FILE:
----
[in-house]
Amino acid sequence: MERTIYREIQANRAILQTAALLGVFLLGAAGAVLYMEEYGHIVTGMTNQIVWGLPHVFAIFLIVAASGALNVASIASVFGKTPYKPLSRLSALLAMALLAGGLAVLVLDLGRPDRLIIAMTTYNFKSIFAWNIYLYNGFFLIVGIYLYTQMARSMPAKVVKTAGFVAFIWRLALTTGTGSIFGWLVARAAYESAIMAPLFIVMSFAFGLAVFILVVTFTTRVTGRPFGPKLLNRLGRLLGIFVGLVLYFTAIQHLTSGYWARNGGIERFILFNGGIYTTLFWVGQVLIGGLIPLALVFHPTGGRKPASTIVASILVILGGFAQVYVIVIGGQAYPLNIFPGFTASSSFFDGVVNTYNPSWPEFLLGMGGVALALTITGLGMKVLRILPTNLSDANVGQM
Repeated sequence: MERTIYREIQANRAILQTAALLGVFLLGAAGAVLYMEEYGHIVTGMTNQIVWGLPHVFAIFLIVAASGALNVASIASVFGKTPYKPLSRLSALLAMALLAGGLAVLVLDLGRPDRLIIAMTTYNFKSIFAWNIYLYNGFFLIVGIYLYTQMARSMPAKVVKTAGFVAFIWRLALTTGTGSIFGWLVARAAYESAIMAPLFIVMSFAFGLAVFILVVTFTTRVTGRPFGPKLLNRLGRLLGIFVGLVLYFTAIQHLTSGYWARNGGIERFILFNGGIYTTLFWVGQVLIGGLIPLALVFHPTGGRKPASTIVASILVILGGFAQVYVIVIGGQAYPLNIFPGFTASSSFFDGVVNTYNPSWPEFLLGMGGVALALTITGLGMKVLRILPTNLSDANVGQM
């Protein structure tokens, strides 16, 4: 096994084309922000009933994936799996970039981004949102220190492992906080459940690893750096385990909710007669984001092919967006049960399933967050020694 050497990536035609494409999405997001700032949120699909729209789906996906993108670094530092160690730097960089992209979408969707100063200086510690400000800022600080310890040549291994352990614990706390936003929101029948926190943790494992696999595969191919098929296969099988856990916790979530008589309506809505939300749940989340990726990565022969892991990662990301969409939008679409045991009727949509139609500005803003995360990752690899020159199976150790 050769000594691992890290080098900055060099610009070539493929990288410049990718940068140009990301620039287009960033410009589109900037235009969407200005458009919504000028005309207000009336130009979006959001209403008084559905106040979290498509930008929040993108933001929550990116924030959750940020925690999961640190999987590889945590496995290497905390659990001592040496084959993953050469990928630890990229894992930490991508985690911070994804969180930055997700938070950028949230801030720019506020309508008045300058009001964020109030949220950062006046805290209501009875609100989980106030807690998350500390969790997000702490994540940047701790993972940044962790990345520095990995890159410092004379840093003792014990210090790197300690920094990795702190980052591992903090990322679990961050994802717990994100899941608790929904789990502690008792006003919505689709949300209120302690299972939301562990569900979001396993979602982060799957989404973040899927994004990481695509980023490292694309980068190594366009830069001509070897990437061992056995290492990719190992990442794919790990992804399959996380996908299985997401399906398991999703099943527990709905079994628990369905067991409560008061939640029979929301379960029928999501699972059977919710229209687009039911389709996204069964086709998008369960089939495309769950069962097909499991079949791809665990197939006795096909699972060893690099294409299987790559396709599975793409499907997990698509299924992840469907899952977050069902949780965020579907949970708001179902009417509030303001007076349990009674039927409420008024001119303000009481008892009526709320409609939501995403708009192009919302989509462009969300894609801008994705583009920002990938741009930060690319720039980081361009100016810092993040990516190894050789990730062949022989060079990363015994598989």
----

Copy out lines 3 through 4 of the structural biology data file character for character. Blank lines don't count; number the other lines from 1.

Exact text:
Repeated sequence: MERTIYREIQANRAILQTAALLGVFLLGAAGAVLYMEEYGHIVTGMTNQIVWGLPHVFAIFLIVAASGALNVASIASVFGKTPYKPLSRLSALLAMALLAGGLAVLVLDLGRPDRLIIAMTTYNFKSIFAWNIYLYNGFFLIVGIYLYTQMARSMPAKVVKTAGFVAFIWRLALTTGTGSIFGWLVARAAYESAIMAPLFIVMSFAFGLAVFILVVTFTTRVTGRPFGPKLLNRLGRLLGIFVGLVLYFTAIQHLTSGYWARNGGIERFILFNGGIYTTLFWVGQVLIGGLIPLALVFHPTGGRKPASTIVASILVILGGFAQVYVIVIGGQAYPLNIFPGFTASSSFFDGVVNTYNPSWPEFLLGMGGVALALTITGLGMKVLRILPTNLSDANVGQM
């Protein structure tokens, strides 16, 4: 096994084309922000009933994936799996970039981004949102220190492992906080459940690893750096385990909710007669984001092919967006049960399933967050020694 050497990536035609494409999405997001700032949120699909729209789906996906993108670094530092160690730097960089992209979408969707100063200086510690400000800022600080310890040549291994352990614990706390936003929101029948926190943790494992696999595969191919098929296969099988856990916790979530008589309506809505939300749940989340990726990565022969892991990662990301969409939008679409045991009727949509139609500005803003995360990752690899020159199976150790 050769000594691992890290080098900055060099610009070539493929990288410049990718940068140009990301620039287009960033410009589109900037235009969407200005458009919504000028005309207000009336130009979006959001209403008084559905106040979290498509930008929040993108933001929550990116924030959750940020925690999961640190999987590889945590496995290497905390659990001592040496084959993953050469990928630890990229894992930490991508985690911070994804969180930055997700938070950028949230801030720019506020309508008045300058009001964020109030949220950062006046805290209501009875609100989980106030807690998350500390969790997000702490994540940047701790993972940044962790990345520095990995890159410092004379840093003792014990210090790197300690920094990795702190980052591992903090990322679990961050994802717990994100899941608790929904789990502690008792006003919505689709949300209120302690299972939301562990569900979001396993979602982060799957989404973040899927994004990481695509980023490292694309980068190594366009830069001509070897990437061992056995290492990719190992990442794919790990992804399959996380996908299985997401399906398991999703099943527990709905079994628990369905067991409560008061939640029979929301379960029928999501699972059977919710229209687009039911389709996204069964086709998008369960089939495309769950069962097909499991079949791809665990197939006795096909699972060893690099294409299987790559396709599975793409499907997990698509299924992840469907899952977050069902949780965020579907949970708001179902009417509030303001007076349990009674039927409420008024001119303000009481008892009526709320409609939501995403708009192009919302989509462009969300894609801008994705583009920002990938741009930060690319720039980081361009100016810092993040990516190894050789990730062949022989060079990363015994598989």